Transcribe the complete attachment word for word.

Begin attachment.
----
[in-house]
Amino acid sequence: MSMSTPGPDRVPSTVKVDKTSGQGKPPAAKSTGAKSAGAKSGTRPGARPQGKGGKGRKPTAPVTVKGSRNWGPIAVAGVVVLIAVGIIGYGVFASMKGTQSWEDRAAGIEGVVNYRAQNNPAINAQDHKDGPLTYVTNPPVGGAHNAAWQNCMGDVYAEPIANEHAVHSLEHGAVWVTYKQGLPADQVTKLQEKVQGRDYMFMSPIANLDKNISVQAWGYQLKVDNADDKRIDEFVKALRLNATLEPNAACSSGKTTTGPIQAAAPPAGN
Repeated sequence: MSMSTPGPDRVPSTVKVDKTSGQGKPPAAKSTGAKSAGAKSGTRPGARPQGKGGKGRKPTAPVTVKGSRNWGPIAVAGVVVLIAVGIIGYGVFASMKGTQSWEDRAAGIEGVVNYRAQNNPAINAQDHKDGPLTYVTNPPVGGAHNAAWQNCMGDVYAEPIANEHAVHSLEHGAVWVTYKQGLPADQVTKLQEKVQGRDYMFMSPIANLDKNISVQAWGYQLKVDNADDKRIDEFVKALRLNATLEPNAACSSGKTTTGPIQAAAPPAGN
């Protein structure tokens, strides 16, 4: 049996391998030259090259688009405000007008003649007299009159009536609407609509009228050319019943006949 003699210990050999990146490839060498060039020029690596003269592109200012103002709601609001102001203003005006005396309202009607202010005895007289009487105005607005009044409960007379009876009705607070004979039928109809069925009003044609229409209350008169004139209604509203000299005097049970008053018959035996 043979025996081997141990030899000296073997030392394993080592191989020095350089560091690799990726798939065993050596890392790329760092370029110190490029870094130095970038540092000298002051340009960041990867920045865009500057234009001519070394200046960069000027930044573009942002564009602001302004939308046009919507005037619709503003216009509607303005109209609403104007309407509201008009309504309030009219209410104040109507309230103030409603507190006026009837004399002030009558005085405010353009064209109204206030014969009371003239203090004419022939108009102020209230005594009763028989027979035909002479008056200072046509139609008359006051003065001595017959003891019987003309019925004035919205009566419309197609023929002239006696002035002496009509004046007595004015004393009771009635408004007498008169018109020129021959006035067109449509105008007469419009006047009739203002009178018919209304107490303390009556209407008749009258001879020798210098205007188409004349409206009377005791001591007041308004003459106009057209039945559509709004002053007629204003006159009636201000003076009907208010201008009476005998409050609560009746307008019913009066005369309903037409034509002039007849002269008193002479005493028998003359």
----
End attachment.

[in-house]
Amino acid sequence: MSMSTPGPDRVPSTVKVDKTSGQGKPPAAKSTGAKSAGAKSGTRPGARPQGKGGKGRKPTAPVTVKGSRNWGPIAVAGVVVLIAVGIIGYGVFASMKGTQSWEDRAAGIEGVVNYRAQNNPAINAQDHKDGPLTYVTNPPVGGAHNAAWQNCMGDVYAEPIANEHAVHSLEHGAVWVTYKQGLPADQVTKLQEKVQGRDYMFMSPIANLDKNISVQAWGYQLKVDNADDKRIDEFVKALRLNATLEPNAACSSGKTTTGPIQAAAPPAGN
Repeated sequence: MSMSTPGPDRVPSTVKVDKTSGQGKPPAAKSTGAKSAGAKSGTRPGARPQGKGGKGRKPTAPVTVKGSRNWGPIAVAGVVVLIAVGIIGYGVFASMKGTQSWEDRAAGIEGVVNYRAQNNPAINAQDHKDGPLTYVTNPPVGGAHNAAWQNCMGDVYAEPIANEHAVHSLEHGAVWVTYKQGLPADQVTKLQEKVQGRDYMFMSPIANLDKNISVQAWGYQLKVDNADDKRIDEFVKALRLNATLEPNAACSSGKTTTGPIQAAAPPAGN
């Protein structure tokens, strides 16, 4: 049996391998030259090259688009405000007008003649007299009159009536609407609509009228050319019943006949 003699210990050999990146490839060498060039020029690596003269592109200012103002709601609001102001203003005006005396309202009607202010005895007289009487105005607005009044409960007379009876009705607070004979039928109809069925009003044609229409209350008169004139209604509203000299005097049970008053018959035996 043979025996081997141990030899000296073997030392394993080592191989020095350089560091690799990726798939065993050596890392790329760092370029110190490029870094130095970038540092000298002051340009960041990867920045865009500057234009001519070394200046960069000027930044573009942002564009602001302004939308046009919507005037619709503003216009509607303005109209609403104007309407509201008009309504309030009219209410104040109507309230103030409603507190006026009837004399002030009558005085405010353009064209109204206030014969009371003239203090004419022939108009102020209230005594009763028989027979035909002479008056200072046509139609008359006051003065001595017959003891019987003309019925004035919205009566419309197609023929002239006696002035002496009509004046007595004015004393009771009635408004007498008169018109020129021959006035067109449509105008007469419009006047009739203002009178018919209304107490303390009556209407008749009258001879020798210098205007188409004349409206009377005791001591007041308004003459106009057209039945559509709004002053007629204003006159009636201000003076009907208010201008009476005998409050609560009746307008019913009066005369309903037409034509002039007849002269008193002479005493028998003359």